While previous guidelines emphasized the importance of smoking cessation for this patient population, the new guidelines go one step further and strongly advise patients with PAD to avoid exposure to secondhand smoke, according to the release.

Another new recommendation is an annual flu shot for all patients with PAD to avoid CV-related complications of the flu, such as MI, according to the release.

Moreover, the authors note that revascularization is “a reasonable treatment option” for patients who present with lifestyle-limiting claudication and who have an inadequate response to guideline-directed medical therapy. Available endovascular techniques for treatment of claudication in patients with PAD include angioplasty with or without stent placement and other techniques such as atherectomy.

“These techniques continue to evolve and now include covered stents, [DES], cutting balloons and drug-coated balloons,” the authors wrote.

Surgical revascularization for claudication may also be necessary, but “treatment selection should therefore be individualized on the basis of the patient’s goals, perioperative risk and anticipated benefit” compared with endovascular revascularization, according to the guideline.

Heather Gornik
Heather Gornik

 

“[PAD] is a common disease with devastating consequences, and clinical practice guidelines are an important tool to improve the quality of care for patients with this disease,” Heather Gornik, MD, vice chair of the PAD writing committee and cardiologist and vascular medicine specialist at Cleveland Clinic, said in a press release.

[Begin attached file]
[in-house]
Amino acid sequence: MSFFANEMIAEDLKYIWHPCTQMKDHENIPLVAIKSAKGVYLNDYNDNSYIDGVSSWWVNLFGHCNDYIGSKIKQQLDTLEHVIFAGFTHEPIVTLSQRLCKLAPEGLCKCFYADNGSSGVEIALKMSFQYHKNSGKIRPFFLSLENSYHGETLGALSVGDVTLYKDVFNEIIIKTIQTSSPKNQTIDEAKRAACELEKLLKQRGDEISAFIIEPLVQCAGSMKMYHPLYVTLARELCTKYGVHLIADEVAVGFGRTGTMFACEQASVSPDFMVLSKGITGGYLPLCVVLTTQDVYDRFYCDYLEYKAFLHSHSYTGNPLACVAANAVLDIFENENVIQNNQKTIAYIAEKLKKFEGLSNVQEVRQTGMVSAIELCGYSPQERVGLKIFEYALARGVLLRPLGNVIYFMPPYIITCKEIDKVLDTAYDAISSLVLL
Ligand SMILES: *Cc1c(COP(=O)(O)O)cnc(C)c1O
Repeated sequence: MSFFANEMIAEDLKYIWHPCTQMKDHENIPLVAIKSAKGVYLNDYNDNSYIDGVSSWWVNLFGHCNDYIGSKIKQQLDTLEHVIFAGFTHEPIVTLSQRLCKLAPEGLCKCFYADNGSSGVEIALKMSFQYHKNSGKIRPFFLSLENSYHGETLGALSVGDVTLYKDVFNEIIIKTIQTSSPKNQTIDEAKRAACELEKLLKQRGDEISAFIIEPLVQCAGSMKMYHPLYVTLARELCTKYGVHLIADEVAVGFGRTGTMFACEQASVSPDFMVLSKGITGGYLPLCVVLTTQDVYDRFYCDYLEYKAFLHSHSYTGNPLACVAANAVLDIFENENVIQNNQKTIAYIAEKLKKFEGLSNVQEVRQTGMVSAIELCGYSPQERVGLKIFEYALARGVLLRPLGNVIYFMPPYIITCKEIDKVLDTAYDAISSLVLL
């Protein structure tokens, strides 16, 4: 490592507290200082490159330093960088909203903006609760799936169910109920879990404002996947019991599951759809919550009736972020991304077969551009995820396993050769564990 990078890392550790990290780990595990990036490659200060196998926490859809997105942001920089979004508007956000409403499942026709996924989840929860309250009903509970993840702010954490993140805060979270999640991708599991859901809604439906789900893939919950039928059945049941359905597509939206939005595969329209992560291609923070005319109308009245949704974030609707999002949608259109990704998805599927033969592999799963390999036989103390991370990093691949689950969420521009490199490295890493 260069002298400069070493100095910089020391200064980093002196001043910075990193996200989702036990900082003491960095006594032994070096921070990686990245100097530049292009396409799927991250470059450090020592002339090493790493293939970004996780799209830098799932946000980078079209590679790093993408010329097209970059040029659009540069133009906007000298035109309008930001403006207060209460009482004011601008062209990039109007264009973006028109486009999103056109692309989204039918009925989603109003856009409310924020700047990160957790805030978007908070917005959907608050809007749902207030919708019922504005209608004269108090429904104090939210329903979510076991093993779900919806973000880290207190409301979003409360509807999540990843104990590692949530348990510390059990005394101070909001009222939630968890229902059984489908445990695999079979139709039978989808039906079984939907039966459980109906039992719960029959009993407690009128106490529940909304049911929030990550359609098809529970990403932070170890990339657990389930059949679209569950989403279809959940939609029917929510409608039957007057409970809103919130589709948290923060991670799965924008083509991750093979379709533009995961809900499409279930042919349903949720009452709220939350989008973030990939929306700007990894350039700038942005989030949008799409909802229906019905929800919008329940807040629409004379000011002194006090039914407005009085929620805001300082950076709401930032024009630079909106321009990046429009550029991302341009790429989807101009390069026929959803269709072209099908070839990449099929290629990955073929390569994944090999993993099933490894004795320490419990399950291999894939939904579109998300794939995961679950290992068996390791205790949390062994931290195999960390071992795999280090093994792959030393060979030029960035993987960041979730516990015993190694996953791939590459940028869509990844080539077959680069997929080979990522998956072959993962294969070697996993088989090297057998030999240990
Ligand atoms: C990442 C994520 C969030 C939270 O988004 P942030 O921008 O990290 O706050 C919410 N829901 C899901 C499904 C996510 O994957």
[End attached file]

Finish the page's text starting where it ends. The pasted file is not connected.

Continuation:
The authors recommend a comprehensive care plan for all patients with PAD, with regular follow-up.

“Periodically reassessing how we manage and treat complex diseases by incorporating the latest evidence is critical to ensure that clinicians are equipped to provide optimal care for their patients,” Marie Gerhard-Herman, MD, writing group chair and cardiologist at Brigham and Women’s Hospital, said in the release.

References:

Gornik H, et al. Introducing the 2016 PAD Guidelines and State of the Science in 2016. Presented at: American Heart Association Scientific Sessions; Nov. 12-16, 2016; New Orleans.

Gerhard-Herman MD, et al. Circulation. 2016;doi:10.1161/CIR.0000000000000471.

Gerhard-Herman MD, et al. J Am Coll Cardiol. 2016; 10.1016/j.jacc.2016.11.007.

Disclosure: Please see the guideline for a full list of the authors’ relevant financial disclosures.

*Source: Tom Merce © Cleveland Clinic.

 

    Perspective
    Carl J. Pepine

    Carl J. Pepine

    The prevalence of PAD is estimated to be approximately 10% in Americans aged older than 60 years and increases progressively with aging. These estimates are largely for those who have intermittent claudication, the symptom that prompts most patients with PAD to seek care. However, there is a much larger cohort of patients with PAD who remain asymptomatic, and the disease is detected by a simple outpatient test: the ABI and/or by an imaging study.

    Unfortunately, both the symptomatic and asymptomatic PAD phenotypes are associated with a high risk for adverse outcomes that include death, MI, stroke, revascularization or even limb loss. In part, this heightened risk is related to the fact that PAD is a result of a high atherosclerosis risk factor burden (smoking, hypertension, diabetes, dyslipidemia, obesity, etc.), more diffuse atherosclerosis, enhanced platelet activation, inflammation and other disorders that promote vascular disease such as genetic polymorphisms, homocysteinemia, etc. Unfortunately, secondary prevention measures are currently very limited and include risk factor modification, exercise, statins and antiplatelet agents. 

    Clearly, we need new information to fill the many knowledge gaps related to PAD.

    These new data will advance our understanding of this important problem and hopefully lead to improved management of a large group of patients.

    • Carl J. Pepine, MD, MACC
    • Cardiology Today Chief Medical Editor University of Florida, Gainesville

    Disclosures: Pepine reports no relevant financial disclosures.